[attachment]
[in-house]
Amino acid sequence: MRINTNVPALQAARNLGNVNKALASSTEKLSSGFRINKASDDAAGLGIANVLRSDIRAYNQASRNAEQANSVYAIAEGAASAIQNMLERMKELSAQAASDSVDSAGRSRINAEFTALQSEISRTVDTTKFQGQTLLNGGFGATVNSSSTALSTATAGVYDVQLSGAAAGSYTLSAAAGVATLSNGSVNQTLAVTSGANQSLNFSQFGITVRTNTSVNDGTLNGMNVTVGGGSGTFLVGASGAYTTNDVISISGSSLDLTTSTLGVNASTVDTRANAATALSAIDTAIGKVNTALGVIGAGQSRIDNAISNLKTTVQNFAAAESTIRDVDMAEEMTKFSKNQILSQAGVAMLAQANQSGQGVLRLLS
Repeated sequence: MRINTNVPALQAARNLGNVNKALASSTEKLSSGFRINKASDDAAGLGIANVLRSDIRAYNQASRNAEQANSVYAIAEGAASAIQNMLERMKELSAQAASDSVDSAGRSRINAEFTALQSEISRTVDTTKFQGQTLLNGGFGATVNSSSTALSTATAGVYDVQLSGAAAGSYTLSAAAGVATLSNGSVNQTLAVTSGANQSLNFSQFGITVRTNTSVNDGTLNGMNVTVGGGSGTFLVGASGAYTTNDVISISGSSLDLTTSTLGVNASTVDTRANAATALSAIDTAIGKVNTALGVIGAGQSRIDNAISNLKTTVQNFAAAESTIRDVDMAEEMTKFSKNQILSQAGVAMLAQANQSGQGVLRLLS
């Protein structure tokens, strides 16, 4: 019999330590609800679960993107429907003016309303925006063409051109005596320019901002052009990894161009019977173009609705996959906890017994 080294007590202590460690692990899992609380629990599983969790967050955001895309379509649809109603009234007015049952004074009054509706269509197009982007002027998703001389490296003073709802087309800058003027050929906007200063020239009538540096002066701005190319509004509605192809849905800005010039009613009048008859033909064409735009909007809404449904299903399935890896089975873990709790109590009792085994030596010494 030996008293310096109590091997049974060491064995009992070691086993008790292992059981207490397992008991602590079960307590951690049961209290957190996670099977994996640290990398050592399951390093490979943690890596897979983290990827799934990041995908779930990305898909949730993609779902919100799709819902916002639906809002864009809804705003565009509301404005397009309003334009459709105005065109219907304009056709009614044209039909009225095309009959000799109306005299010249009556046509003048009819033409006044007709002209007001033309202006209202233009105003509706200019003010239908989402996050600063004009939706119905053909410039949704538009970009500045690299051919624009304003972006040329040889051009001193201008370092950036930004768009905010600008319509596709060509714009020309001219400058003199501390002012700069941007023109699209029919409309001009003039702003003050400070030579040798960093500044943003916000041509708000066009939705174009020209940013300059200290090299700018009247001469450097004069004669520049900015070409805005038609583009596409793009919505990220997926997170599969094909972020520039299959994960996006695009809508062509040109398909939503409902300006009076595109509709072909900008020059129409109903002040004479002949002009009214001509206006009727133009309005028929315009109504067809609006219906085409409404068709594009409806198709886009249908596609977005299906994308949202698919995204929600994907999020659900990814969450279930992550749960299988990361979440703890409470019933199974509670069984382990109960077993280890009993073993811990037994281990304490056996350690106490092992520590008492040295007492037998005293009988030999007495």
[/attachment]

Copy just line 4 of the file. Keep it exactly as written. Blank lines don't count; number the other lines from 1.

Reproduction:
């Protein structure tokens, strides 16, 4: 019999330590609800679960993107429907003016309303925006063409051109005596320019901002052009990894161009019977173009609705996959906890017994 080294007590202590460690692990899992609380629990599983969790967050955001895309379509649809109603009234007015049952004074009054509706269509197009982007002027998703001389490296003073709802087309800058003027050929906007200063020239009538540096002066701005190319509004509605192809849905800005010039009613009048008859033909064409735009909007809404449904299903399935890896089975873990709790109590009792085994030596010494 030996008293310096109590091997049974060491064995009992070691086993008790292992059981207490397992008991602590079960307590951690049961209290957190996670099977994996640290990398050592399951390093490979943690890596897979983290990827799934990041995908779930990305898909949730993609779902919100799709819902916002639906809002864009809804705003565009509301404005397009309003334009459709105005065109219907304009056709009614044209039909009225095309009959000799109306005299010249009556046509003048009819033409006044007709002209007001033309202006209202233009105003509706200019003010239908989402996050600063004009939706119905053909410039949704538009970009500045690299051919624009304003972006040329040889051009001193201008370092950036930004768009905010600008319509596709060509714009020309001219400058003199501390002012700069941007023109699209029919409309001009003039702003003050400070030579040798960093500044943003916000041509708000066009939705174009020209940013300059200290090299700018009247001469450097004069004669520049900015070409805005038609583009596409793009919505990220997926997170599969094909972020520039299959994960996006695009809508062509040109398909939503409902300006009076595109509709072909900008020059129409109903002040004479002949002009009214001509206006009727133009309005028929315009109504067809609006219906085409409404068709594009409806198709886009249908596609977005299906994308949202698919995204929600994907999020659900990814969450279930992550749960299988990361979440703890409470019933199974509670069984382990109960077993280890009993073993811990037994281990304490056996350690106490092992520590008492040295007492037998005293009988030999007495």